By Eaton, Peggy; Morris, Anne
Computers in Libraries , Vol. 9, No. 10
Expert Systems: The United Kingdom's Educational Approach
Why are expert systems (ES), which have so often failed to come up with the goods in practice, still considered to be important in academic curricula? More significantly, perhaps, why are schools of library and information science (LIS) taking the teaching of expert systems on board when the subject still has to prove itself in the commercial field? One of the reasons is that, although the current achievements of expert systems are modest, their potential is enormous.
Their development could be described as a small step for computing but a conceptual leap for mankind. Although, therefore, the commercially available systems and shells can appear singularly disappointing to the uninitiated, the intellectual achievement of persuading a machine to accept, manipulate, and reason with symbols and conduct a semi-intelligent dialogue with a user is considerable, and represents a breakthrough in the practical application of artificial intelligence.
Although expert systems are currently in their infancy, they are expected eventually to play a part in all future information systems, and this is often reason enough for LIS schools to feel that they should be taught in their curriculum. However, there are also other compelling reasons for their inclusion; LIS schools are concerned not only with exploring the potential of expert systems in LIS work, but also with exploring the potential of LIS professionalis in ES work.
In an ES, the practical knowledge and expertise of skilled human practitioners in specific domains is incorporated into the computer. This knowledge has to be collected -- from human or textual sources -- collated, refined, organized, represented, controlled, and retrieved. This is the bread-and-butter work of the LIS professional; many LIS schools, therefore, see exciting opportunities for LIS professionals to use their skills imaginatively in a new environment.
Expert systems, therefore, are a challenge to the LIS profession. How is this challenge being met by LIS schools? The authors have just undertaken a survey of ES teaching in the United Kingdom's seventeen LIS schools, under the auspices of a British Library-funded project investigating possible roles for information scientists in the development of expert systems. This article outlines some of the issues raised during discussions with the LIS teachers, and considers the implications for future graduates of LIS schools.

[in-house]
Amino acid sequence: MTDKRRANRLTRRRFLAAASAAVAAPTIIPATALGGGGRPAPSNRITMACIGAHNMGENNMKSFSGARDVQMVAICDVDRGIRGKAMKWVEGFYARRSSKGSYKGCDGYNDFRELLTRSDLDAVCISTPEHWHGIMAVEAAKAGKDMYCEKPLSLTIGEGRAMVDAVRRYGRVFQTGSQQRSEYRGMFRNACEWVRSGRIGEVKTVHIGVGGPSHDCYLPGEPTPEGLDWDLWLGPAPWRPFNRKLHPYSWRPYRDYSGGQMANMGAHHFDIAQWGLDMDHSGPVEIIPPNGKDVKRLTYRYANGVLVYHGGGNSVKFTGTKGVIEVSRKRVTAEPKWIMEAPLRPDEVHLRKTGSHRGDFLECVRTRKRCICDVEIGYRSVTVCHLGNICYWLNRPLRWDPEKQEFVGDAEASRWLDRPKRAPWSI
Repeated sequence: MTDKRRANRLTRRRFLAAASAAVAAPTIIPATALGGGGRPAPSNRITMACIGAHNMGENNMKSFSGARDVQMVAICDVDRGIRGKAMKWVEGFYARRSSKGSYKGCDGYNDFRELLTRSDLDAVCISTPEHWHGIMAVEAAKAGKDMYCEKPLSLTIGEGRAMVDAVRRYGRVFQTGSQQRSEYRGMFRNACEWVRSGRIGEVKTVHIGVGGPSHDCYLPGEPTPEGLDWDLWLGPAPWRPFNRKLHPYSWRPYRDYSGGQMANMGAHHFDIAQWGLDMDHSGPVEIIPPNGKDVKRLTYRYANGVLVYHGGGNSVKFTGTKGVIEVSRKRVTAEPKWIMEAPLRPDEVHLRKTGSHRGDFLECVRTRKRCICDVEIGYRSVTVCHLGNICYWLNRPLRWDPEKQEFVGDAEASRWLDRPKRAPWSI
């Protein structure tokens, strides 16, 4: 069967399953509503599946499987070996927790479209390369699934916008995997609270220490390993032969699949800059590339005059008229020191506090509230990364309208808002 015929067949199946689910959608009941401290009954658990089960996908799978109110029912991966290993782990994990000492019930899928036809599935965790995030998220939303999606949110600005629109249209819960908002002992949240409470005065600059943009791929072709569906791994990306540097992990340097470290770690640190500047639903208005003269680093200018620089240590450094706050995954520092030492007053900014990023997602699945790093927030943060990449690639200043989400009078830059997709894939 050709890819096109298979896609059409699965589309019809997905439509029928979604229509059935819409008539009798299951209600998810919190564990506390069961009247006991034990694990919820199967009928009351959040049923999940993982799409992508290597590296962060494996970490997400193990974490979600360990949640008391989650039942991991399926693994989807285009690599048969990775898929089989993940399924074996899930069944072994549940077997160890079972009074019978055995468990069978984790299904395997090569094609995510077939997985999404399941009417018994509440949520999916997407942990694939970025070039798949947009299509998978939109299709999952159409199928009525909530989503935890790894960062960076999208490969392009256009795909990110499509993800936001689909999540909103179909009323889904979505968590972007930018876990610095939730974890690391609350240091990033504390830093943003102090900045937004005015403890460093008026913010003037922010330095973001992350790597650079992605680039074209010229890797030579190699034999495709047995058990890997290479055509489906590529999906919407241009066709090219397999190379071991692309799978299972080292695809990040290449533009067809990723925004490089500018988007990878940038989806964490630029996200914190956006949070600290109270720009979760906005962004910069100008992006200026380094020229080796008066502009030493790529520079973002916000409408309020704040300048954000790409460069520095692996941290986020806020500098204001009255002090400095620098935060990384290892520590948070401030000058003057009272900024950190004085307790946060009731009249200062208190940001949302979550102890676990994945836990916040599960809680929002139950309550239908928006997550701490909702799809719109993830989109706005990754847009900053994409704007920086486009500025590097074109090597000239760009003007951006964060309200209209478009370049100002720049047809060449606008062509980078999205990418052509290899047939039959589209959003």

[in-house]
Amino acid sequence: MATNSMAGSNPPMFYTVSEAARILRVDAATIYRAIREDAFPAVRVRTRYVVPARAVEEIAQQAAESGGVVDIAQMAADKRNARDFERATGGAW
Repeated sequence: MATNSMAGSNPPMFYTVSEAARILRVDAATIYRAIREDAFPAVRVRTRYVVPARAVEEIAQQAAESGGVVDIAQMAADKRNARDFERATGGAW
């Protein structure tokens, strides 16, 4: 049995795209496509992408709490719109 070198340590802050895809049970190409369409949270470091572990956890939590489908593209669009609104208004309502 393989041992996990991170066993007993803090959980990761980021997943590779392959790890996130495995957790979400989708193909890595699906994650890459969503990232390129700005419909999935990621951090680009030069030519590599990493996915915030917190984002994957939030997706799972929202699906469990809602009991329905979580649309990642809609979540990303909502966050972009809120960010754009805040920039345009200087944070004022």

Teaching of Expert Systems in
U.K. Library Schools
All U.K. LIS schools teach ES work in some form, although the extent and depth of the teaching varies considerably from course to course. All include the subject as an integral part of other courses, such as information processing, information retrieval, information technology or library automation, but several also run entire modules concentrating solely on ES technology. These in-depth modules look at ES work in more detail, and students are usually expected to produce a small system, using an ES shell, as part of their assessed work.
Because of the time constraints imposed by a one-year postgraduate course, this intensive ES teaching is concentrated in the undergraduate courses. In all, half the undergraduate, and just under a quarter of the postgraduate courses, offer indepth ES options. The integrated courses, on the other hand, are taught to all students and are usually compulsory; the actual input varies from a mention in one lecture to several hours of intensive tutoring. The teachers of these courses felt that it was important for students to see the ES as a useful tool, to be used in several different contexts, rather than as an entirely separate issue.
Many of the staff spoken to felt that they had a comparatively free hand in deciding what they should include in the ES component of their courses, and a great deal depended upon the dynamism and enthusiasm of particular members of staff "sponsoring" the technology. …